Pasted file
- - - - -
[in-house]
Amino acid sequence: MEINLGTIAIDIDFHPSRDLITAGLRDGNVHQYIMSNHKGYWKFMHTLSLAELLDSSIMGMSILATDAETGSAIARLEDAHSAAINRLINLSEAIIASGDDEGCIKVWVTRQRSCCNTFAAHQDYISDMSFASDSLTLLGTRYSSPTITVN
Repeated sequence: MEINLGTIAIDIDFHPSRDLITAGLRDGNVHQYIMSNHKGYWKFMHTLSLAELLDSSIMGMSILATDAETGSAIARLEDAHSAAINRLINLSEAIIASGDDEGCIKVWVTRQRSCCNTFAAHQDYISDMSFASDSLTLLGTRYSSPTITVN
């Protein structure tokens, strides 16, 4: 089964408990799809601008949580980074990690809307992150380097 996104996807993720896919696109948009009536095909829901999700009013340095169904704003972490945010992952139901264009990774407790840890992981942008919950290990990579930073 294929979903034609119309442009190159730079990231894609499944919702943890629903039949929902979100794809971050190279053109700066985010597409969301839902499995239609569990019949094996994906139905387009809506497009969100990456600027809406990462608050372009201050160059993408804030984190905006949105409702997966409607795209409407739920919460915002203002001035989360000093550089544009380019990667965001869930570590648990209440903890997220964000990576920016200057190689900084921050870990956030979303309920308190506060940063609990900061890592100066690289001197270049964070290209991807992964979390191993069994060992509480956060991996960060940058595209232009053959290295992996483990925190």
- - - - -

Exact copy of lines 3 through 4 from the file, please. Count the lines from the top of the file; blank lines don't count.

Repeated sequence: MEINLGTIAIDIDFHPSRDLITAGLRDGNVHQYIMSNHKGYWKFMHTLSLAELLDSSIMGMSILATDAETGSAIARLEDAHSAAINRLINLSEAIIASGDDEGCIKVWVTRQRSCCNTFAAHQDYISDMSFASDSLTLLGTRYSSPTITVN
């Protein structure tokens, strides 16, 4: 089964408990799809601008949580980074990690809307992150380097 996104996807993720896919696109948009009536095909829901999700009013340095169904704003972490945010992952139901264009990774407790840890992981942008919950290990990579930073 294929979903034609119309442009190159730079990231894609499944919702943890629903039949929902979100794809971050190279053109700066985010597409969301839902499995239609569990019949094996994906139905387009809506497009969100990456600027809406990462608050372009201050160059993408804030984190905006949105409702997966409607795209409407739920919460915002203002001035989360000093550089544009380019990667965001869930570590648990209440903890997220964000990576920016200057190689900084921050870990956030979303309920308190506060940063609990900061890592100066690289001197270049964070290209991807992964979390191993069994060992509480956060991996960060940058595209232009053959290295992996483990925190």